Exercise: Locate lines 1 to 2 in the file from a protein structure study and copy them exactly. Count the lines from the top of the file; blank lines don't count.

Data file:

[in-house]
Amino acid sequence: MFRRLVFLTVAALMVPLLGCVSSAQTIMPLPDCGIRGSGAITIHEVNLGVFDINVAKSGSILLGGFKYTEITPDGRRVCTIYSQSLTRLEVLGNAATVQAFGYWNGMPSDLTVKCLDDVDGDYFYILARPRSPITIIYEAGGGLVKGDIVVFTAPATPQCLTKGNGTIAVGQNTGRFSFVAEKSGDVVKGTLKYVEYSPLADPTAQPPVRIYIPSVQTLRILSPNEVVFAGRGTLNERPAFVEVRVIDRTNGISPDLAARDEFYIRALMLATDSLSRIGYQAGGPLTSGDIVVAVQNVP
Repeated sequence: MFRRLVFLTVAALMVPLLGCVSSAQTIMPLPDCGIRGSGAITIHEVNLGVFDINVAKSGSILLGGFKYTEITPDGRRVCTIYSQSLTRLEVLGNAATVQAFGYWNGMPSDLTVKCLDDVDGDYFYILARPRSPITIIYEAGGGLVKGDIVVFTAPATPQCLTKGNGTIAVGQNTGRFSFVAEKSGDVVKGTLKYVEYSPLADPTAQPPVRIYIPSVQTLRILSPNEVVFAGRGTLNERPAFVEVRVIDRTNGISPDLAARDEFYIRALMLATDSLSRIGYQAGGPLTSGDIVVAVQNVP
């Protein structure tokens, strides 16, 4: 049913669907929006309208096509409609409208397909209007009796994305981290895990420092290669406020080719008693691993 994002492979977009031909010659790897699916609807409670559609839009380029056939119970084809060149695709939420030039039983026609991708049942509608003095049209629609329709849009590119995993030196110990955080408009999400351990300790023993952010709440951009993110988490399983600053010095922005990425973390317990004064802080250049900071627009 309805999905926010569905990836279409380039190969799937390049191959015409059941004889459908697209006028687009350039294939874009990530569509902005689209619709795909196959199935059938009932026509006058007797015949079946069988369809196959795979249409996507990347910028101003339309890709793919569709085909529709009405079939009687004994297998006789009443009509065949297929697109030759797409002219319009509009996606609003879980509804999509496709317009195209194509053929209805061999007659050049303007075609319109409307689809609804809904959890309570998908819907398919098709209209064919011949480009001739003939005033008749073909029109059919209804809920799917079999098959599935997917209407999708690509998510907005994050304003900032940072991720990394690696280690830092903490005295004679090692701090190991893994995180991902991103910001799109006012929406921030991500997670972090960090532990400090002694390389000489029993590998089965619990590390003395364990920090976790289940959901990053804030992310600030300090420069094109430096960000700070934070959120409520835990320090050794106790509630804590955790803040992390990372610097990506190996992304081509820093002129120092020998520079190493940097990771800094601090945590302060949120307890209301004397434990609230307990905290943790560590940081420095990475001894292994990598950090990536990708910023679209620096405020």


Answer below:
[in-house]
Amino acid sequence: MFRRLVFLTVAALMVPLLGCVSSAQTIMPLPDCGIRGSGAITIHEVNLGVFDINVAKSGSILLGGFKYTEITPDGRRVCTIYSQSLTRLEVLGNAATVQAFGYWNGMPSDLTVKCLDDVDGDYFYILARPRSPITIIYEAGGGLVKGDIVVFTAPATPQCLTKGNGTIAVGQNTGRFSFVAEKSGDVVKGTLKYVEYSPLADPTAQPPVRIYIPSVQTLRILSPNEVVFAGRGTLNERPAFVEVRVIDRTNGISPDLAARDEFYIRALMLATDSLSRIGYQAGGPLTSGDIVVAVQNVP